Windows 8 made some big changes to a familiar operating system. But will Microsoft backtrack and add a new Windows 8 Start menu in its next update?
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There’s now less than one year before Microsoft pulls the plug on Windows XP support. And by the look of it, many companies could be open to serious security risks when it happens.
An updated version of Windows 8, originally referred to as “Windows Blue,” is due for release this summer. Will the update convince more businesses to switch to Microsoft’s latest OS?
Support for Windows XP will end in just over a year, but many businesses are still clinging to the old OS. Why are IT departments so reluctant to upgrade?
For those considering a move to Windows 8: If you don’t do it soon, the upgrade could get a lot more expensive.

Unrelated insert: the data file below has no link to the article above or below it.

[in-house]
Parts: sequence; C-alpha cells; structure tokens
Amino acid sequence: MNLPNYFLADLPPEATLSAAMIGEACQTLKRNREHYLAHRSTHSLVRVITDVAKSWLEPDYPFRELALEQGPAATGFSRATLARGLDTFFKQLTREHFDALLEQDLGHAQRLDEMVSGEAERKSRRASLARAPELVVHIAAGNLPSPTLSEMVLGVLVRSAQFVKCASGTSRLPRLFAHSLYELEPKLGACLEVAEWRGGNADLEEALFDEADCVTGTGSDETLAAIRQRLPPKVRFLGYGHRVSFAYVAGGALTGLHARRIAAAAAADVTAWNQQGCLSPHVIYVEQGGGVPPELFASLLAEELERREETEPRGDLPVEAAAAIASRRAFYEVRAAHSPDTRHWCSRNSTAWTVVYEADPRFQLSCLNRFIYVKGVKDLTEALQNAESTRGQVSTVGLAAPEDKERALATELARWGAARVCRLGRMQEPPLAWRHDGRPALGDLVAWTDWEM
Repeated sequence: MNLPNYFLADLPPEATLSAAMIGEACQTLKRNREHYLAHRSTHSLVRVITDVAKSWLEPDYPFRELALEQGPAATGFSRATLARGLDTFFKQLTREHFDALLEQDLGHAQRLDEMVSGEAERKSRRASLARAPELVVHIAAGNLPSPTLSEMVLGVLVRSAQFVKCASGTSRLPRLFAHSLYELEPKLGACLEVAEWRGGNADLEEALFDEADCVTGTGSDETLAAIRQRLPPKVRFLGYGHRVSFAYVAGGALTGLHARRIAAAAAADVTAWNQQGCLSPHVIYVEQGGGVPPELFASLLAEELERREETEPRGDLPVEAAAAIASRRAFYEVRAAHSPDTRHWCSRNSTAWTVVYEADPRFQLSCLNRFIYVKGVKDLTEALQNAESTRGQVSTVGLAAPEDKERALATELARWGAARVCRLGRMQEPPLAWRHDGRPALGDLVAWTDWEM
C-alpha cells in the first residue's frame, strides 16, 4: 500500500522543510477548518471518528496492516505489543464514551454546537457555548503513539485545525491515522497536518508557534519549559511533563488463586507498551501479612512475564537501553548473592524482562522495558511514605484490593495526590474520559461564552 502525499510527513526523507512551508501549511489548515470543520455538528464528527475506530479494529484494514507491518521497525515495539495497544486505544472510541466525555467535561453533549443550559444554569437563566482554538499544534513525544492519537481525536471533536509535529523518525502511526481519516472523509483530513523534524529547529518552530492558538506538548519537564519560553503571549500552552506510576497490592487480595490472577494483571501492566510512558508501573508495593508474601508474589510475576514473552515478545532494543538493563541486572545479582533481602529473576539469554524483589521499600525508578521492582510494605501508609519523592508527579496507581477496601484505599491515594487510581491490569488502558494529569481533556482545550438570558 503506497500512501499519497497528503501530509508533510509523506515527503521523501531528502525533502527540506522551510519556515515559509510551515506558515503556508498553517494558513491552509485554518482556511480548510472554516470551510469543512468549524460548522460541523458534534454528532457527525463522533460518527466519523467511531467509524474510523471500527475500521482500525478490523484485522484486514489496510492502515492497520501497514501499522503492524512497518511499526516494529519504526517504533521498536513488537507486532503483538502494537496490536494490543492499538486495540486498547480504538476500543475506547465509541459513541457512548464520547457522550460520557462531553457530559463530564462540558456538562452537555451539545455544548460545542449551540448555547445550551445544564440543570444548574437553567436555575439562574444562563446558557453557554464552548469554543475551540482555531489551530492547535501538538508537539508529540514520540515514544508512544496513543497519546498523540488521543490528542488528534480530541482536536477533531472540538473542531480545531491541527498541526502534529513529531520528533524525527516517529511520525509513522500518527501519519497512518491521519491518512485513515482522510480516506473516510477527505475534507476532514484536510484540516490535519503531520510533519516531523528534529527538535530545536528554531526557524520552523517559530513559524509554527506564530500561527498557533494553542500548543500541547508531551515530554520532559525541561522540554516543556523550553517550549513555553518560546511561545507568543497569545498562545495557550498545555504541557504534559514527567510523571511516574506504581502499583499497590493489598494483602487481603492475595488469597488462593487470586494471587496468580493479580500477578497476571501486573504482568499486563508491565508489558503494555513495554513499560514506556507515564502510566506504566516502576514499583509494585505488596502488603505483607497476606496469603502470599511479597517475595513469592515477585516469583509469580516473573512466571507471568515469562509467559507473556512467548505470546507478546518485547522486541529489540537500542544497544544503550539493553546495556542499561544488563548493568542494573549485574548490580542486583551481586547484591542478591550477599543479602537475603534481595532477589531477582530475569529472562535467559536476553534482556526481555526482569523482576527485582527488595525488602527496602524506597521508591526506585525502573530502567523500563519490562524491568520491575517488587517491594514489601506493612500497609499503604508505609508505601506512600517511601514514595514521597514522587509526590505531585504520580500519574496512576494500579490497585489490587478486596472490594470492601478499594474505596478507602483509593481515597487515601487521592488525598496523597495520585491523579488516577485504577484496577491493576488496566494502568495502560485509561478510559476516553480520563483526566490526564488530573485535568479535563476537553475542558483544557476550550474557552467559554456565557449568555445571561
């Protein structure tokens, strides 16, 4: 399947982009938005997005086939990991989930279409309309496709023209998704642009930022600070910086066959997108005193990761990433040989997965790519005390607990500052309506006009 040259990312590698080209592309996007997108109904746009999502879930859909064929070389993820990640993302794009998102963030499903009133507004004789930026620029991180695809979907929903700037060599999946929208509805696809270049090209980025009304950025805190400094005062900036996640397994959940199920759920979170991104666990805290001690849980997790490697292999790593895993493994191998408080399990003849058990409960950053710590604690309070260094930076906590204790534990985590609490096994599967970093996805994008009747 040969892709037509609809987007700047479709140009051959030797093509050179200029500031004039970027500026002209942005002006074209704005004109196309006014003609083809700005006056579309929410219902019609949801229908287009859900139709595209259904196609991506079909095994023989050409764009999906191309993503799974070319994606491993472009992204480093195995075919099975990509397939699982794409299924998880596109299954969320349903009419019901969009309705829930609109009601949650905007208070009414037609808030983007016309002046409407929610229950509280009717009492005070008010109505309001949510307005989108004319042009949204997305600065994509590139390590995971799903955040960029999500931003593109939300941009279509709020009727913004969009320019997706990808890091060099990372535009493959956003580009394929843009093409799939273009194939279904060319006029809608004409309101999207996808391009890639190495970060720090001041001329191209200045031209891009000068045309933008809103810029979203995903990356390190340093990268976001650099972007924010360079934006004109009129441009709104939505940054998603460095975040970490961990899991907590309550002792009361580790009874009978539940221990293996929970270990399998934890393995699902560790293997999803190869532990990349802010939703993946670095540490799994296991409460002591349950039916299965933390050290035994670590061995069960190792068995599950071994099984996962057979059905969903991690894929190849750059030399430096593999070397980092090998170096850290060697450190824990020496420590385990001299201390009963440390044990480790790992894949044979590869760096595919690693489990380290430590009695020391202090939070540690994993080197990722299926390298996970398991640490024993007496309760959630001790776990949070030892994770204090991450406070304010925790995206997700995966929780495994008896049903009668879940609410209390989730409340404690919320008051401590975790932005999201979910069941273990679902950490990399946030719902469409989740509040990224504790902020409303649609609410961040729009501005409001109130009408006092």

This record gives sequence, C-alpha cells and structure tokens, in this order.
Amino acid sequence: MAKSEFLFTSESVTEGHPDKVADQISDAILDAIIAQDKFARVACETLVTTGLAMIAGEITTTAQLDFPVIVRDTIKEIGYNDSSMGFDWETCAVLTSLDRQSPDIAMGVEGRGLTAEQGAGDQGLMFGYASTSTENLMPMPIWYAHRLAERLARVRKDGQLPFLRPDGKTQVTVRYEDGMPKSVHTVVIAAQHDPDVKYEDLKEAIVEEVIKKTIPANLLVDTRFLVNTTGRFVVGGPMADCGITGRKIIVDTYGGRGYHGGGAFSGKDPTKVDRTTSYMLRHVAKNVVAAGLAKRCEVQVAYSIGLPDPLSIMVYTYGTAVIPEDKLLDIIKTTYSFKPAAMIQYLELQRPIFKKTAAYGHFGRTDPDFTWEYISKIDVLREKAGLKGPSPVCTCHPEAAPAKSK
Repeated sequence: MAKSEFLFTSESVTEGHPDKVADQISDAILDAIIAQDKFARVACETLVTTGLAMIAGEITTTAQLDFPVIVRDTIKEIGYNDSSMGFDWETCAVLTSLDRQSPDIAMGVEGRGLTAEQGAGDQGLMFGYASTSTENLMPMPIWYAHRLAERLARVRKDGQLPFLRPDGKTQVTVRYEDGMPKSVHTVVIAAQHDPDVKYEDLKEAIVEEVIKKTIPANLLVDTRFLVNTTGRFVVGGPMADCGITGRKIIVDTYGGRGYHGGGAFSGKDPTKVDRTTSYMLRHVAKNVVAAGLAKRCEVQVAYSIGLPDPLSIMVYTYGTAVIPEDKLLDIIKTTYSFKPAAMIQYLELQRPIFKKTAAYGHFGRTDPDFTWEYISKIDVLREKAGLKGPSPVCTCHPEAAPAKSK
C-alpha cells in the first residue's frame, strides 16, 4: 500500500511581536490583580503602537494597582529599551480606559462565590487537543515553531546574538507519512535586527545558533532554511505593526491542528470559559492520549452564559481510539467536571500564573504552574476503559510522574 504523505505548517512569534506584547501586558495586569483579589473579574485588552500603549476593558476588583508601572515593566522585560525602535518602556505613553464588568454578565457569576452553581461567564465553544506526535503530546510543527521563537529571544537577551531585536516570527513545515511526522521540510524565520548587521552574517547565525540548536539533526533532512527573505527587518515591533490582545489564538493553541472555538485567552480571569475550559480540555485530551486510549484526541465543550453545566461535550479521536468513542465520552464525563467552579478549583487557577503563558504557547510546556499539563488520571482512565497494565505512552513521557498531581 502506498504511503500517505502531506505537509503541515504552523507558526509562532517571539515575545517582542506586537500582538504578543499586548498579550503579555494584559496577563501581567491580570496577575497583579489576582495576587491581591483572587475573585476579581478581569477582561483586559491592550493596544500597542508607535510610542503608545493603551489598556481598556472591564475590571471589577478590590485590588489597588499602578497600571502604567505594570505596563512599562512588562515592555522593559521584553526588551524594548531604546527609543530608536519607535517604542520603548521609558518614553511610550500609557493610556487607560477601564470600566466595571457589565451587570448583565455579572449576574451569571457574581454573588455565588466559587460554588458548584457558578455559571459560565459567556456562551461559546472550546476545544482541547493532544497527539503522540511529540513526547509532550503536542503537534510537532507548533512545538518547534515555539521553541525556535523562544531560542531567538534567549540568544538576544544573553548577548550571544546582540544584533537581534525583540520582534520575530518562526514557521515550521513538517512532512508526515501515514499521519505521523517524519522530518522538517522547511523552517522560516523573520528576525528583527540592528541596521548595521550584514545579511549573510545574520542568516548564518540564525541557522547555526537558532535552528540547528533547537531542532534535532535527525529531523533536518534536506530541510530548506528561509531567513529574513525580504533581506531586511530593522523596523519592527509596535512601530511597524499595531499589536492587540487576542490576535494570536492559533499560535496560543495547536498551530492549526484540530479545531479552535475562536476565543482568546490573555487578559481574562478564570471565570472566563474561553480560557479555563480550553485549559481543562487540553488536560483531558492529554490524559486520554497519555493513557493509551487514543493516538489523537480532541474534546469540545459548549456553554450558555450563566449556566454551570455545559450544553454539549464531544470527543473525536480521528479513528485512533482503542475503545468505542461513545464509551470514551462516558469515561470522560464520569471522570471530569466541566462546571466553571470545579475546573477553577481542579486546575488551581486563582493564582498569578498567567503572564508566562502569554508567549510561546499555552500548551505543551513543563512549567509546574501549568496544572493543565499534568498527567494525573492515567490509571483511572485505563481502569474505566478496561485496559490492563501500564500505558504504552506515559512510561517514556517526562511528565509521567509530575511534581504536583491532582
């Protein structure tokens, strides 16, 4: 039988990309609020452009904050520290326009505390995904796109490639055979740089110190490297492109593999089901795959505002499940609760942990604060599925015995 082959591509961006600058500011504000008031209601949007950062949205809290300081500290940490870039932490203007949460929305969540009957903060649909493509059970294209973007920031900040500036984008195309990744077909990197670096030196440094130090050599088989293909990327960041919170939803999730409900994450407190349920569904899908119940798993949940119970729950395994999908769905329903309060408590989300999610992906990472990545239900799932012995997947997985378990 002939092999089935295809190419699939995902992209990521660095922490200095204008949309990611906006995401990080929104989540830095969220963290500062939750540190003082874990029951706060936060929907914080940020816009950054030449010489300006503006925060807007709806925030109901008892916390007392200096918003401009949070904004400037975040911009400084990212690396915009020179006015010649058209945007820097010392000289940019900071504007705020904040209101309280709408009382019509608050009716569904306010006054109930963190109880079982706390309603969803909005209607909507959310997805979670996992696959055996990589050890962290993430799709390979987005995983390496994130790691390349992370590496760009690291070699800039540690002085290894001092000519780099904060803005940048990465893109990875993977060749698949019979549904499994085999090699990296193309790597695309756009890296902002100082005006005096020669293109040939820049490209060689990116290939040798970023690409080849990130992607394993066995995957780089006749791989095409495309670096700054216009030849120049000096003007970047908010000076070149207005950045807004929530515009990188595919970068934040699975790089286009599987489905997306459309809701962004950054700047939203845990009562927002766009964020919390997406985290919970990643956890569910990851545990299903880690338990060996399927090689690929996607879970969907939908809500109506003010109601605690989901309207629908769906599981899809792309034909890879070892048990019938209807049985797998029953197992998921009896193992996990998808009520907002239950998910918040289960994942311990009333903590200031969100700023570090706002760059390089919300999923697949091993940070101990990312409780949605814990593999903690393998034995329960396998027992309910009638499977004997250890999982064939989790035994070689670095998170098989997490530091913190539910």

We wrote recently about how downgrading to Windows 7 may be the best option for businesses that find themselves with new PCs running Windows. But before making those plans, it’s important to properly understand Windows 8 downgrade rights.
Two months after its release, Windows 8 adoption has been slow to catch on – especially among businesses.
Windows 8 will struggle to catch on with businesses, according to recent surveys. Apparently many organizations would rather stick with the 11-year-old Windows XP than upgrade.
Hackers often attack vulnerabilities in operating systems, making OS security one of IT’s top concerns. One company says it has a solution for preventing further attacks: an OS with no security holes.
Early indicators suggest Windows 8 may suffer from a lack of interest, especially in the enterprise. But there are reasons IT may want to consider moving to the new OS – and some businesses may not have much choice.